Well, it’s because I forgot it until I got this far, and looked at the photo again…

It’s a Tactical Tailor dump pouch. I’ve not, in the past, bothered with carrying a dump pouch. I never used one when I was in uniform, and I’ve not bothered trying to learn to use one since, until recently.

When I put my wife’s battle belt together, a few years ago, as a Yule gift (fuck off, she appreciated it…), I went ahead and put a dump pouch on there. Since she’s worn the fucking battle belt like four times in the ensuing four years (on range days, she runs a single Kydex pistol mag pouch and a single Kydex rifle mag pouch, and tucks one more rifle mag in her back pocket), I started scavenging components off it, including this dump pouch.

I use it as a dump pouch on range days. I’m really trying to streamline my tactical reloads, in lieu of JUST using the old school “speed reload,” and “grab the partial if you remember, and have time.” That’s perfectly legitimate, and works really, really, really well…but it also, I’ve found, tends to result in me not bothering to practice my tactical reloads enough (which is also the reason for the particular choice of subscription drill this week….). Typically however, this kit hangs on a peg next to the front door, above where all of our boots and shoes get dumped. Thus, it is incredibly convenient to grab in a hurry. I’ve found, putting my PVS-14s in the dump pouch for storage means I don’t forget to grab them when I head out the door to check on something. Hanging on a peg next to the belt kit is a FAST helmet. I’ve used the TNVC “Night Cap” for several years. It’s super convenient when you’re worried about storing it out of the way, but it’s kind of a pain-in-the-ass to put on, and even with a counterweight, it never felt really well balanced or secure on my head. The helmet goes on quicker, and feels better once it is on…and it’s got ballistic protection, just in case the raccoons start packing heat!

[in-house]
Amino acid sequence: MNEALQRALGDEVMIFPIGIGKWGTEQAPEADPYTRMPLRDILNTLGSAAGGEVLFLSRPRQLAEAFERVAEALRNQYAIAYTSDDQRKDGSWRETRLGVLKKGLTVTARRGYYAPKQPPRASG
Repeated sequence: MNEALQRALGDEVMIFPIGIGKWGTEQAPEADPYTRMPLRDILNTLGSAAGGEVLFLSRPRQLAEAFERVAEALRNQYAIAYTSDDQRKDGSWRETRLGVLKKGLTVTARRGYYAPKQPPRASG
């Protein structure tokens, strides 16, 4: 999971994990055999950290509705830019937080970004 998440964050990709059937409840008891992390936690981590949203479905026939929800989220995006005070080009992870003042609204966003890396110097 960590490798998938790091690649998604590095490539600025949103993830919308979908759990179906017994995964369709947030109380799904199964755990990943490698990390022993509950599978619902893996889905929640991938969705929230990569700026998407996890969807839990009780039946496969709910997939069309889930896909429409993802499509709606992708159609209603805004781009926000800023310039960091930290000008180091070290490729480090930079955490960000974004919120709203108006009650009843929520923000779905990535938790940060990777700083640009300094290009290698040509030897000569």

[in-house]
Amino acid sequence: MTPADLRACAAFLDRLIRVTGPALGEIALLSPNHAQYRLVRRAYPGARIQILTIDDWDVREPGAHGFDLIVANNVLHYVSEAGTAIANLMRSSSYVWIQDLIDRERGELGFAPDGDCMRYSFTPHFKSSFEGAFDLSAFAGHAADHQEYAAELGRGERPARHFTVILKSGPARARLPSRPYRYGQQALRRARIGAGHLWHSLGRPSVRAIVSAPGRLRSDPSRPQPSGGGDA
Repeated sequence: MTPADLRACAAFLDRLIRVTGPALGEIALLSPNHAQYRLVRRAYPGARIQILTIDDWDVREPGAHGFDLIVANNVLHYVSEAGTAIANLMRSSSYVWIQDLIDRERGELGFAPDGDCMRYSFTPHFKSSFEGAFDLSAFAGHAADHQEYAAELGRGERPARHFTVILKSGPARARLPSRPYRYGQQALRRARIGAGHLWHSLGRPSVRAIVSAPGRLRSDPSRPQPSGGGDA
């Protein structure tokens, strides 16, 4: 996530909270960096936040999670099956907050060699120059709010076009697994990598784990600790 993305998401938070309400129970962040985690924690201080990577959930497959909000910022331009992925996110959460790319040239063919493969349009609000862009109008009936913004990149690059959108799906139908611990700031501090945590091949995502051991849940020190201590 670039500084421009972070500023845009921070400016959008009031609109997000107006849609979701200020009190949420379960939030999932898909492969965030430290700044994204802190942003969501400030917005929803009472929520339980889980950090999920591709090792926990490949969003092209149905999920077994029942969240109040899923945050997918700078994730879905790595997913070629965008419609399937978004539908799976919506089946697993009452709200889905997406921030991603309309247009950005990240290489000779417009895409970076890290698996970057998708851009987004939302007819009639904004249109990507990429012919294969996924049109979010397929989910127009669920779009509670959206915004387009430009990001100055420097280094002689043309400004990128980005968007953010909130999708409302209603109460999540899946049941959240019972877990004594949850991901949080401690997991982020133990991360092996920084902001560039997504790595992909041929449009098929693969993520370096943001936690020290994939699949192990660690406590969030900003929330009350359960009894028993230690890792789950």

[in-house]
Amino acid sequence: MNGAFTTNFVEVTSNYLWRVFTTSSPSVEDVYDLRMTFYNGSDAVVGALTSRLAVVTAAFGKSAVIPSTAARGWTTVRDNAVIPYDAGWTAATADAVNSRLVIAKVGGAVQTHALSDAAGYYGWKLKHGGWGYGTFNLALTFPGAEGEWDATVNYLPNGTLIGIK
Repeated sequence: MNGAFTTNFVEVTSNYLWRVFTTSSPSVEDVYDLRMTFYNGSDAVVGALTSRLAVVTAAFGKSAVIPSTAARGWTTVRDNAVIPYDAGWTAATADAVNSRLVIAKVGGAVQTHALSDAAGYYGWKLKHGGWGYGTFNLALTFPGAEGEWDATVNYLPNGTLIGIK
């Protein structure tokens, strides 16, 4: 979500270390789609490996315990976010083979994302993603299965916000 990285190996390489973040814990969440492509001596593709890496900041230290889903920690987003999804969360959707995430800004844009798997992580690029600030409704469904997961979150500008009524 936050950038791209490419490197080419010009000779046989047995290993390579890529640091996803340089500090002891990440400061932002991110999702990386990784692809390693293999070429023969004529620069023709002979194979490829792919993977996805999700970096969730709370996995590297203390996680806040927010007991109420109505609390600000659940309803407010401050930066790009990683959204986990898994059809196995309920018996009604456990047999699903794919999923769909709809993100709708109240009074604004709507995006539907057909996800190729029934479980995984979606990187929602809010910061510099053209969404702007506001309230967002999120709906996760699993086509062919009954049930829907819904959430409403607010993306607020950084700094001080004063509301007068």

———

If you go check through various online gun and gear forums, you’ll see a lot of different battle belt setups, with various reasons given for carrying different gear in different setups, from guys who have been downrange, and done shit for real. You’ll also see lots of setups from guys who’ve never patrolled anything but their backyard. None of them are wrong. This is simply MY way of doing it, based on my understanding of MY needs, given MY contextual situation.

What you won’t notice is any cheap gear on there. I didn’t pay retail for anything on that belt kit (well, except the dump pouch…and the Glock…but you get the point). Most of it either came from scouring Ebay, or waiting until I saw it pop up for sale somewhere. All of it, despite my not paying retail, was still brand-new, with the labels/in-the-box…Quit making excuses for being a cheap fuck.1111111

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19 Comments
  1. anonymous permalink

    Thank you for writing that. My night kit is much less thought out. I live in the’burbs, and have a public park in front of it so the night sky is much more lit than the normal neighborhood, let alone where you live ‘Beyond The Sidewalks’. A Remington 870 with brush barrel (18″) and Ruger Security Six .357 Magnum strong side holster are the arms. No knife – probably should change that, that or add a pepper spray or other non lethal ‘get the F Off of Me’ tool.

    The last is controversial but one of my coworkers had a relative who dealt with the legal system to prove justifiable homicide. It was a clear case of BG picking wrong address, but his relatives raised enough stink to cause the DA to go to a grand jury with the evidence. He was no billed but has a hell of a bill to pay his lawyer, who did keep him out of jail. Going to trial would have been much worse.
    All for going outside and protecting what was his.

    For that reason, the non lethal tool thought.

    • Warren permalink

      Tell me about the “Justus” system where the normal people defending their lives and property soon find that only celebrities, politicians, judges, and lawyers are permitted to use lethal force against criminals. The rest of us serve as target practice for armed criminals.

  2. Dave permalink

    I like. So this is your current training rig as well? I think you had mentioned it on another blog but cant find it at the moment – aside from the bemefits of a belt over a chest rig/pc in hot climes, do you find reloads from the belt to be reliably faster?